“What we have done is taken this period not only to figure out what is needed in any scenario, but how to create flexibility for two parties to pivot when needed so they can move forward with minimum risk,” he said. “With EastBanc, tenants will find a committed landlord who is focused on its tenants’ needs, not our ability to exit. In order to create that flexibility, we need to minimize the money sunk in a transaction, so by reducing concessions, fees, and unnecessary buildouts, we can offer flexibility in term and the lowest carrying cost possible.”
EastBanc has implemented this strategy across several of its properties and is seeing success both in D.C. and in New York.
“Reducing incentives and focusing on low net rent leases with flexible exits has proven effective,” Lanier said. “Through the implementation of this strategy, EastBanc has managed to generate interest in a market where deals are rarely getting done, and in a period of extreme uncertainty.”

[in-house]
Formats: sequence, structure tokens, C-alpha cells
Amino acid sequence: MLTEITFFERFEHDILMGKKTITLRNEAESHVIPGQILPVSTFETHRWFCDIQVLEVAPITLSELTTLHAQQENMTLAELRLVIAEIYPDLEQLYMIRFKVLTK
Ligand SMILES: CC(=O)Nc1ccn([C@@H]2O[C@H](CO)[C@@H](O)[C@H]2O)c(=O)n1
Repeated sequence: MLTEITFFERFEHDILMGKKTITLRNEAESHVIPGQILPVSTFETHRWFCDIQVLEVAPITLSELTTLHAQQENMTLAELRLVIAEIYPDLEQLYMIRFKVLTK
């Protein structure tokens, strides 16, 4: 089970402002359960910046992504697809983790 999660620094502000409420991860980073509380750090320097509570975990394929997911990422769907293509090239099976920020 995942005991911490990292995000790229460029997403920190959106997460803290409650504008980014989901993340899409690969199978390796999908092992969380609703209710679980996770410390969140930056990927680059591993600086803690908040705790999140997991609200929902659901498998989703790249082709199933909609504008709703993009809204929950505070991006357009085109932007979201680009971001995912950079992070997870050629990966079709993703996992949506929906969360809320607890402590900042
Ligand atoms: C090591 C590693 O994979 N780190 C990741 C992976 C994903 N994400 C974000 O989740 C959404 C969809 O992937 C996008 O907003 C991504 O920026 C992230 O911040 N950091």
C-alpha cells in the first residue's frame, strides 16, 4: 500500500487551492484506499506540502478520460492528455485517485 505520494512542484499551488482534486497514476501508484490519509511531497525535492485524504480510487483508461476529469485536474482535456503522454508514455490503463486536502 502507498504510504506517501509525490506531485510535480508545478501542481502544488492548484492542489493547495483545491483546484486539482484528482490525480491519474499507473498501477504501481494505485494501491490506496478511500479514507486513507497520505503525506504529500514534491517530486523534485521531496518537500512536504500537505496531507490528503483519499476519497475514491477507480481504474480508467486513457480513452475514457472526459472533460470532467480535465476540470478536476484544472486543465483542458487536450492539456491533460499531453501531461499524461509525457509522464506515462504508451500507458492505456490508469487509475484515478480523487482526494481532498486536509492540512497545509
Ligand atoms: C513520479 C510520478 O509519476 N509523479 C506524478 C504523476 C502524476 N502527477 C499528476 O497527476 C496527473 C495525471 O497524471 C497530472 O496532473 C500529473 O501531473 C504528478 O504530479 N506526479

While this effort might impair the value of the asset and its ability to carry a loan, it also could reduce its assessed value and the tax burden to both parties, so it has its pros in a period where most companies need to tighten their belts, he said.
“On the flipside, it actually improves occupancy risk since it’s hard for a tenant to leave such an attractive deal unless forced by circumstance,” Lanier said. “This is a tool for a long-term committed owner like EastBanc, which is why we believe it will resonate with our tenants. We are committing to them in an uncertain time. Despite the difficulty for others to compete with us in this regard, we believe that so long as we are faced with uncertainty, an approach like this will be the fastest way to structure a deal that someone can make a decision on.”
Gary Stein, Savills’ vice chairman and co-regional manager for Washington, D.C. noted the core tenant base in the D.C. Metro—government and related entities, law firms, not-for-profits and associations—combined with the growth of the tech industry, provide a resiliency to the region unlike other major markets.